Hiding from Earl

Phil & Nikki Hoskins
Sat 4 Sep 2010 22:34
In position 39:02.82N, 76:33.70W
Earl has gone. Headed north into Canada threatening the USA east coast areas of Cape Cod and New England before passing over Nova Scotia. At it's maximum strength it was the most powerful storm to threaten the USA east coast for many years and it could all have been so very different.
For most Earl proved to be a major 'non event', albeit said with a great deal of relief, although North Carolina declared a State of Emergency and evacuated residents from Hattaras and Bogue Sound. For cruisers it was a time of checking weather updates as regularly as possible. Earls progress could be tracked all the way from its formation in the tropical waters of the Atlantic before turning north-westwards very nearly clobbering the British Virgin Islands, narrowly missing the Bahamas before lining itself up for a good run at the East Coast USA.
Giving such an entity a name, apart from reference purposes, gives it a real identity. We can all relate to something which has been given a name. The storm that passed overhead whilst we were in Block Island Sound recently had no name. It was just a big o'l low pressure system that blew at us sometimes at 40 knots, which is still a serious amount of wind, poured copious amounts of rain onto the decks and changed blue skies into grey for far longer than we liked to see - about 4 days to be precise but it had no name, no identity that people could associate with. No questions posed like 'Where were you when Earl passed by? - Well we were in such and such a creek up the Diddlydoo river - where were you?'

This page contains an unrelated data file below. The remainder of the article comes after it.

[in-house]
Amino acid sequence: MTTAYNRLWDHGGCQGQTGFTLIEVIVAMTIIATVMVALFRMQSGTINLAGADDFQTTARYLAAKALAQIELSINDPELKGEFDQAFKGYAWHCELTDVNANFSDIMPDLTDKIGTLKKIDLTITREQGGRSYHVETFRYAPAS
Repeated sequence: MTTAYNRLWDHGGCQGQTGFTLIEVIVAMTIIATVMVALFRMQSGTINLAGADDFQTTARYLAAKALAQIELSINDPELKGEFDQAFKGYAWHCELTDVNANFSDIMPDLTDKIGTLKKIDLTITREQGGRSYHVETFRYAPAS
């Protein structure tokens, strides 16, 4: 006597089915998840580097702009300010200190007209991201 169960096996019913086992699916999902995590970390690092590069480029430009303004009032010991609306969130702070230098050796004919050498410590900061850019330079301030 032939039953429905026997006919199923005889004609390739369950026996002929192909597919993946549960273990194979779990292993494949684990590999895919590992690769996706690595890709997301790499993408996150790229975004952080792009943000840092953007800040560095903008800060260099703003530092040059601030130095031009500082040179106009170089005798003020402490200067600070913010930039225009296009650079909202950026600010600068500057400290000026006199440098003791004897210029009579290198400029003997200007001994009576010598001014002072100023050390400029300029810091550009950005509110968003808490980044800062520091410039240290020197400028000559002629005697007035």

Yet they were both storms of much intensity except one had a well defined and limited power base that was never going to cause any real problems. Whereas Earl had the potential should Mother Nature so decree to merely deviate a few degrees to the left and leave a band of widespread chaos, destruction and death behind it.  Instead Earl stayed pretty much on the track where the forecasters predicted it would stay and weakened when they said it would weaken. Despite becoming a Category 4 hurricane (5 being the worst) during its passage over the warm tropical waters mercifully few people were seriously affected by its passing except no doubt to create a few more babies during all the power outages along the coast! But my goodness we all, figuratively speaking, ran for the hills for a few days just in case.
Some images of the sunset as Earl approached.......
and......The 'Admiral's' lousy Scrabble hand whilst we waited for the storm that never came! She LOST by the way!!!